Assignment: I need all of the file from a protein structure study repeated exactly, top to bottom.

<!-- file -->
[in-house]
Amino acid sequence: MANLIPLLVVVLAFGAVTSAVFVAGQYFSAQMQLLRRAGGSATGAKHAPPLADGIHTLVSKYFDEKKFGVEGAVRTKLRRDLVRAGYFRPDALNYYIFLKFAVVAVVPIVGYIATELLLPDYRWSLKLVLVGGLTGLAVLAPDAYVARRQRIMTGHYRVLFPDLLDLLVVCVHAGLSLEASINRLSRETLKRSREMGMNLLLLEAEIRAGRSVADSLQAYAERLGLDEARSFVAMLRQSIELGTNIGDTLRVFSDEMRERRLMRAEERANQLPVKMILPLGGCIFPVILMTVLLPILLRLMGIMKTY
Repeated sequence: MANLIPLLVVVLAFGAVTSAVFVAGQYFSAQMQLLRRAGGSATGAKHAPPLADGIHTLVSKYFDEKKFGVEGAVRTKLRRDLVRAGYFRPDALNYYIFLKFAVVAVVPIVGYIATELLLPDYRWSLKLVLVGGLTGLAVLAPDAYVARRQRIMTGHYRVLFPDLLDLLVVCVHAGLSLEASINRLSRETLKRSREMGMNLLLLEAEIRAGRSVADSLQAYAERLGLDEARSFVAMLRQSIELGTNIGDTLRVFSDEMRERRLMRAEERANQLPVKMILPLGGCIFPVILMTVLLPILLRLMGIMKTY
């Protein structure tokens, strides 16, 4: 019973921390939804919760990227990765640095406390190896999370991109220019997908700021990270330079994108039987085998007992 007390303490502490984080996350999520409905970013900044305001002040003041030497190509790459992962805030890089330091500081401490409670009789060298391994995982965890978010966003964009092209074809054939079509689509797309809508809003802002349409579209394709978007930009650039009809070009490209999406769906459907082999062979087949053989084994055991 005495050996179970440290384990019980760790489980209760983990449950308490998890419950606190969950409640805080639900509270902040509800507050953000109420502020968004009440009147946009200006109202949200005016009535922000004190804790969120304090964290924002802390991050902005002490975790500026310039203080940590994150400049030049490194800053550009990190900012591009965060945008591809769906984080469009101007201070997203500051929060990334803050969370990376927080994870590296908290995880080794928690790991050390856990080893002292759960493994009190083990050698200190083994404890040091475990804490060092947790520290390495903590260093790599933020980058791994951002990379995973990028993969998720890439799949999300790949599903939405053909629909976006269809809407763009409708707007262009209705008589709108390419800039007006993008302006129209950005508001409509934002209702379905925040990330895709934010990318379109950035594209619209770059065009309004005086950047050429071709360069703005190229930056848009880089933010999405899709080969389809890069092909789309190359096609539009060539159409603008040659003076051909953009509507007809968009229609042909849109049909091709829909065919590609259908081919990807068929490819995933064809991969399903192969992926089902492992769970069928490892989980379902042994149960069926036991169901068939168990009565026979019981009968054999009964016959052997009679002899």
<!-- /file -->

[in-house]
Amino acid sequence: MANLIPLLVVVLAFGAVTSAVFVAGQYFSAQMQLLRRAGGSATGAKHAPPLADGIHTLVSKYFDEKKFGVEGAVRTKLRRDLVRAGYFRPDALNYYIFLKFAVVAVVPIVGYIATELLLPDYRWSLKLVLVGGLTGLAVLAPDAYVARRQRIMTGHYRVLFPDLLDLLVVCVHAGLSLEASINRLSRETLKRSREMGMNLLLLEAEIRAGRSVADSLQAYAERLGLDEARSFVAMLRQSIELGTNIGDTLRVFSDEMRERRLMRAEERANQLPVKMILPLGGCIFPVILMTVLLPILLRLMGIMKTY
Repeated sequence: MANLIPLLVVVLAFGAVTSAVFVAGQYFSAQMQLLRRAGGSATGAKHAPPLADGIHTLVSKYFDEKKFGVEGAVRTKLRRDLVRAGYFRPDALNYYIFLKFAVVAVVPIVGYIATELLLPDYRWSLKLVLVGGLTGLAVLAPDAYVARRQRIMTGHYRVLFPDLLDLLVVCVHAGLSLEASINRLSRETLKRSREMGMNLLLLEAEIRAGRSVADSLQAYAERLGLDEARSFVAMLRQSIELGTNIGDTLRVFSDEMRERRLMRAEERANQLPVKMILPLGGCIFPVILMTVLLPILLRLMGIMKTY
């Protein structure tokens, strides 16, 4: 019973921390939804919760990227990765640095406390190896999370991109220019997908700021990270330079994108039987085998007992 007390303490502490984080996350999520409905970013900044305001002040003041030497190509790459992962805030890089330091500081401490409670009789060298391994995982965890978010966003964009092209074809054939079509689509797309809508809003802002349409579209394709978007930009650039009809070009490209999406769906459907082999062979087949053989084994055991 005495050996179970440290384990019980760790489980209760983990449950308490998890419950606190969950409640805080639900509270902040509800507050953000109420502020968004009440009147946009200006109202949200005016009535922000004190804790969120304090964290924002802390991050902005002490975790500026310039203080940590994150400049030049490194800053550009990190900012591009965060945008591809769906984080469009101007201070997203500051929060990334803050969370990376927080994870590296908290995880080794928690790991050390856990080893002292759960493994009190083990050698200190083994404890040091475990804490060092947790520290390495903590260093790599933020980058791994951002990379995973990028993969998720890439799949999300790949599903939405053909629909976006269809809407763009409708707007262009209705008589709108390419800039007006993008302006129209950005508001409509934002209702379905925040990330895709934010990318379109950035594209619209770059065009309004005086950047050429071709360069703005190229930056848009880089933010999405899709080969389809890069092909789309190359096609539009060539159409603008040659003076051909953009509507007809968009229609042909849109049909091709829909065919590609259908081919990807068929490819995933064809991969399903192969992926089902492992769970069928490892989980379902042994149960069926036991169901068939168990009565026979019981009968054999009964016959052997009679002899």